Jacob Notbohm

Department of Engineering Physics Associate Professor Lab Website jknotbohm@wisc.edu(608) 890-0030

533 Engineering Research Building
1500 Engineering Drive
Madison, WI 53706-1609


B.S., University of Wisconsin-Madison
M.S., California Institute of Technology
Ph.D., California Institute of Technology

How biological cells adhere, push, pull, and move, using mechanics, soft matter physics, applied math, and cell biology

Mechanics of Fibrous Materials
Biological tissues are primarily composed of networks of fibers with lengths on the order of a micron. These fibrous materials have an important mechanical role in maintaining human health, because they provide macroscale structure for tissues and microscale cues that guide cell behavior.

The mechanics of fibrous materials are complicated. When stress is applied to these fibrous materials, their deformations are heterogeneous and vary nonlinearly with the applied stress. We study how the fibrous structure brings about these complicated mechanical properties. Much of our research focuses on the response of these materials to complicated localized forces, similar to the forces applied by a cell as it contracts or migrates. Our research methods use a combination of computational simulations and novel experiments.

Fiber-Scale Displacements in Fibrous Materials
We produce local displacements in fibrous materials by embedding a particle made of an active gel whose contraction we control. Imaging under the microscope allows us to compute displacements at the scale of the fibers.

Fibrous network of collagen around contracting particle.
Image source: Burkel and Notbohm, Soft Matter, 13:5749-5758 (2017).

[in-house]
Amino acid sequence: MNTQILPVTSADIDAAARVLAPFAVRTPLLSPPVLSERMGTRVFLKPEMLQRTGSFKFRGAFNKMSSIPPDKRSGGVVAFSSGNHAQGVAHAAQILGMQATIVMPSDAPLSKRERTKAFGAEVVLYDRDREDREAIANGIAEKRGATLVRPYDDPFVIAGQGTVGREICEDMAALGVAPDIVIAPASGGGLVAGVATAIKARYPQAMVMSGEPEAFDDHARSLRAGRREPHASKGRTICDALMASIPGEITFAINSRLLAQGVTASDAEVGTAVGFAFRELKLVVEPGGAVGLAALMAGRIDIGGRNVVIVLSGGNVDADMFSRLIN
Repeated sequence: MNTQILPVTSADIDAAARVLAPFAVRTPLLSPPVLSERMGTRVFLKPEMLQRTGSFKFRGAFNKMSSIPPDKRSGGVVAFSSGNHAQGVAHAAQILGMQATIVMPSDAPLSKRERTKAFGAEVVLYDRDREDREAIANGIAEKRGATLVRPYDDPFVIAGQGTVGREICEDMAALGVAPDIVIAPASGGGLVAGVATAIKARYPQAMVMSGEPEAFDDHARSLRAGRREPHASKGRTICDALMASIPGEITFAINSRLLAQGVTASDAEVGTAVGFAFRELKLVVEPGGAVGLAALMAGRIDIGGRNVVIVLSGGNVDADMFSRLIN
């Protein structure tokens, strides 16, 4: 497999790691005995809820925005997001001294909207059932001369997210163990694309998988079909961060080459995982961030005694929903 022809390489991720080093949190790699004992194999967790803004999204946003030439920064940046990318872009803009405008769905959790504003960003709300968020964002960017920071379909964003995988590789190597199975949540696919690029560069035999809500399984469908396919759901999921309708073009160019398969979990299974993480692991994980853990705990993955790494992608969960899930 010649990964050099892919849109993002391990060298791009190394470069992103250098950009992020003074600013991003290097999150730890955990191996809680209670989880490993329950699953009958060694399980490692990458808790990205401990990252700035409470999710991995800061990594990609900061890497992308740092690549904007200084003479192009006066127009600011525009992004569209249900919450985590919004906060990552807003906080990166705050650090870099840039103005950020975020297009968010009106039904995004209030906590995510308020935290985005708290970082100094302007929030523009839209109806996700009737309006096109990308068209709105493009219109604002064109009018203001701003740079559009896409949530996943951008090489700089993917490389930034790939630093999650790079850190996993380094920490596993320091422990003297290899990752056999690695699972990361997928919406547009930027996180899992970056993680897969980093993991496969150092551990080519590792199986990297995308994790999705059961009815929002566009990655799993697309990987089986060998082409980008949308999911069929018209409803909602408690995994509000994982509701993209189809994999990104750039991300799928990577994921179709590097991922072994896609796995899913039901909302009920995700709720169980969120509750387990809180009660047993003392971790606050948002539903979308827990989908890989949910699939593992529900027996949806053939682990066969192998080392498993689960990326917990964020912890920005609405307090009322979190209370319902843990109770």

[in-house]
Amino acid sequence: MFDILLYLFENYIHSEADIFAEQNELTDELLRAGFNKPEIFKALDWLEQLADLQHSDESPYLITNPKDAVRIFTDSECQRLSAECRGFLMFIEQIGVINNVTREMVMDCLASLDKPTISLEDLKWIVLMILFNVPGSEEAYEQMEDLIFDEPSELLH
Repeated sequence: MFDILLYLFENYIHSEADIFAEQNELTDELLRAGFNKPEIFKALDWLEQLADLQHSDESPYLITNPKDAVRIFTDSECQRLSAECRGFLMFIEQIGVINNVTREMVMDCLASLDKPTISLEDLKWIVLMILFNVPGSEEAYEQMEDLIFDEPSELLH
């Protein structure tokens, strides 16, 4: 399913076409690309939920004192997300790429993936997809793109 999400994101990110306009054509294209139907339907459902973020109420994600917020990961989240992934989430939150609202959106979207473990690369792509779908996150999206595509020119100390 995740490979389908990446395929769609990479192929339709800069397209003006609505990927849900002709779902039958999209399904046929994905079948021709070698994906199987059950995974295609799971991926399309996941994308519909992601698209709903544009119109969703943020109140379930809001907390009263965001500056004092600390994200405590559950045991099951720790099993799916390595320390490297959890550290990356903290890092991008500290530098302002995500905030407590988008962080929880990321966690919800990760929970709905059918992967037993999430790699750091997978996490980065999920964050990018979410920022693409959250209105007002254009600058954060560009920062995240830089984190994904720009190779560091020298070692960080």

Fiber Network Model
Using finite element software, we model each fiber in the network as a beam that can bend, stretch, and buckle. Solutions from the model are compared to experimental data.

Fiber network model
Fiber network model in bending. Image source: Tyznik and Notbohm, Mechanics of Materials, 138:103155 (2019).

Collective Cell Migration
Cells migrate in collective groups in tissue development, wound healing, and cancer metastasis. We study the mechanics of collective migration with the goal of identifying relationships between the active forces produced by each cell and the motion of the cell collective. Our experimental methods integrate cell culture with optical microscopy and quantitative image analysis.

Tracking Cell Motion
Using quantitative image analysis, we quantify the cell motion, as shown by the lines showing the trajectory of each cell on the right.

Expansion of a Cell Island
A typical experiment to simulate wound healing studies cell migration into free space. Shown below is an example, with color plots indicating tractions exerted by the cells to the substrate beneath them and the stresses applied by the cells to their neighbors.

Photo of Jacob Notbohm

Areas of Expertise

  • Membrane & Cellular Biophysics
  • Spectroscopy Microscopy Imaging